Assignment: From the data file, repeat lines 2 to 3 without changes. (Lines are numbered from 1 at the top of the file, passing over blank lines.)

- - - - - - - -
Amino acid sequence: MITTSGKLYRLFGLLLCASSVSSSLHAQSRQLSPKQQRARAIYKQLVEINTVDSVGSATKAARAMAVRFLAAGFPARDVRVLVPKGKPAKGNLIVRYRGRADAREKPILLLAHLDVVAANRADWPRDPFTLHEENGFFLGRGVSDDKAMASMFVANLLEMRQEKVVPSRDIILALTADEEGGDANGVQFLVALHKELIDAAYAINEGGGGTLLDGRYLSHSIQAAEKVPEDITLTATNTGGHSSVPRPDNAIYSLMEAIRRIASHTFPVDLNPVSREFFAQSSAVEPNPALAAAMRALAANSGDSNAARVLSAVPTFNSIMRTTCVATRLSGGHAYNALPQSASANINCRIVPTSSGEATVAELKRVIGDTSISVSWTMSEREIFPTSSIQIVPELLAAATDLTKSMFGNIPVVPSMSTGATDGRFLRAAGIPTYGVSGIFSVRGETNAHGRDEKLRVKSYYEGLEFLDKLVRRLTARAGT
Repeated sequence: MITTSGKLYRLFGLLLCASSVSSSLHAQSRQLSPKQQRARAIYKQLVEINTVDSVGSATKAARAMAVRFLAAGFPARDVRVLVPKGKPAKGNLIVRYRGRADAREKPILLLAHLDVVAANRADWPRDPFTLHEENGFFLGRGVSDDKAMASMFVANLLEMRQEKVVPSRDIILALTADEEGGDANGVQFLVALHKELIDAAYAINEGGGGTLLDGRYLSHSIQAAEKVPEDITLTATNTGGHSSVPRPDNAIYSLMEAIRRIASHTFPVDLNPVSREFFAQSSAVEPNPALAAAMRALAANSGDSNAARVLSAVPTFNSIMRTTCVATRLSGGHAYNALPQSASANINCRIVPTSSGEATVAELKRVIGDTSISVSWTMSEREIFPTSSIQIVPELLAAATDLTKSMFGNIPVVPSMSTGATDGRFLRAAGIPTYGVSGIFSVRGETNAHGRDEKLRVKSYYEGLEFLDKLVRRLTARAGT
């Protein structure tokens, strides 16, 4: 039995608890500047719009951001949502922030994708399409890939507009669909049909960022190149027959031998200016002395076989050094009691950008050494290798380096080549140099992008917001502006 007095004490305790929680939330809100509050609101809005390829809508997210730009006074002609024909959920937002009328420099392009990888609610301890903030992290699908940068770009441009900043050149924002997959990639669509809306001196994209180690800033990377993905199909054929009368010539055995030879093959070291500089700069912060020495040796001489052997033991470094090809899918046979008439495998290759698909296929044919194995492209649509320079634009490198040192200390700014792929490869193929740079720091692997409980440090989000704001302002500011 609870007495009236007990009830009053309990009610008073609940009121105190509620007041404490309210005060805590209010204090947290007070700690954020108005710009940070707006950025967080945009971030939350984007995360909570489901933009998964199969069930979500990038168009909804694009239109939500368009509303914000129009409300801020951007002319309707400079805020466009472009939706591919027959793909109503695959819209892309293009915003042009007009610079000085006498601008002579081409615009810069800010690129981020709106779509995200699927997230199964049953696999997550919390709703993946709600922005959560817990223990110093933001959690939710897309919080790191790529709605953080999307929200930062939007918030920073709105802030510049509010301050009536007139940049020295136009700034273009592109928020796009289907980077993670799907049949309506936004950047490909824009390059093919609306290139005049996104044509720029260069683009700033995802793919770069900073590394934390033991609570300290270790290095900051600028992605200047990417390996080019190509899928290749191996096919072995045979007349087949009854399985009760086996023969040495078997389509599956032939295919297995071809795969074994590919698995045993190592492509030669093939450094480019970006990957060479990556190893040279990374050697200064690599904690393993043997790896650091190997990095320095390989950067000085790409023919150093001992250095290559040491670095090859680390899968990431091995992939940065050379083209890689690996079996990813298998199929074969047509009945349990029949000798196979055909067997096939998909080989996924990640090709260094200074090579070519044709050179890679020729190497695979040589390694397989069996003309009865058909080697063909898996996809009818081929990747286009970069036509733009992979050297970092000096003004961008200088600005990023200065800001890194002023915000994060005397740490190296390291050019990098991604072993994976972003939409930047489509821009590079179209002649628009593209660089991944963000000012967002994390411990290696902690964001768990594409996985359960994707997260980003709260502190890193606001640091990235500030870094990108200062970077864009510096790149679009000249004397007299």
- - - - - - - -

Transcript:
Repeated sequence: MITTSGKLYRLFGLLLCASSVSSSLHAQSRQLSPKQQRARAIYKQLVEINTVDSVGSATKAARAMAVRFLAAGFPARDVRVLVPKGKPAKGNLIVRYRGRADAREKPILLLAHLDVVAANRADWPRDPFTLHEENGFFLGRGVSDDKAMASMFVANLLEMRQEKVVPSRDIILALTADEEGGDANGVQFLVALHKELIDAAYAINEGGGGTLLDGRYLSHSIQAAEKVPEDITLTATNTGGHSSVPRPDNAIYSLMEAIRRIASHTFPVDLNPVSREFFAQSSAVEPNPALAAAMRALAANSGDSNAARVLSAVPTFNSIMRTTCVATRLSGGHAYNALPQSASANINCRIVPTSSGEATVAELKRVIGDTSISVSWTMSEREIFPTSSIQIVPELLAAATDLTKSMFGNIPVVPSMSTGATDGRFLRAAGIPTYGVSGIFSVRGETNAHGRDEKLRVKSYYEGLEFLDKLVRRLTARAGT
């Protein structure tokens, strides 16, 4: 039995608890500047719009951001949502922030994708399409890939507009669909049909960022190149027959031998200016002395076989050094009691950008050494290798380096080549140099992008917001502006 007095004490305790929680939330809100509050609101809005390829809508997210730009006074002609024909959920937002009328420099392009990888609610301890903030992290699908940068770009441009900043050149924002997959990639669509809306001196994209180690800033990377993905199909054929009368010539055995030879093959070291500089700069912060020495040796001489052997033991470094090809899918046979008439495998290759698909296929044919194995492209649509320079634009490198040192200390700014792929490869193929740079720091692997409980440090989000704001302002500011 609870007495009236007990009830009053309990009610008073609940009121105190509620007041404490309210005060805590209010204090947290007070700690954020108005710009940070707006950025967080945009971030939350984007995360909570489901933009998964199969069930979500990038168009909804694009239109939500368009509303914000129009409300801020951007002319309707400079805020466009472009939706591919027959793909109503695959819209892309293009915003042009007009610079000085006498601008002579081409615009810069800010690129981020709106779509995200699927997230199964049953696999997550919390709703993946709600922005959560817990223990110093933001959690939710897309919080790191790529709605953080999307929200930062939007918030920073709105802030510049509010301050009536007139940049020295136009700034273009592109928020796009289907980077993670799907049949309506936004950047490909824009390059093919609306290139005049996104044509720029260069683009700033995802793919770069900073590394934390033991609570300290270790290095900051600028992605200047990417390996080019190509899928290749191996096919072995045979007349087949009854399985009760086996023969040495078997389509599956032939295919297995071809795969074994590919698995045993190592492509030669093939450094480019970006990957060479990556190893040279990374050697200064690599904690393993043997790896650091190997990095320095390989950067000085790409023919150093001992250095290559040491670095090859680390899968990431091995992939940065050379083209890689690996079996990813298998199929074969047509009945349990029949000798196979055909067997096939998909080989996924990640090709260094200074090579070519044709050179890679020729190497695979040589390694397989069996003309009865058909080697063909898996996809009818081929990747286009970069036509733009992979050297970092000096003004961008200088600005990023200065800001890194002023915000994060005397740490190296390291050019990098991604072993994976972003939409930047489509821009590079179209002649628009593209660089991944963000000012967002994390411990290696902690964001768990594409996985359960994707997260980003709260502190890193606001640091990235500030870094990108200062970077864009510096790149679009000249004397007299």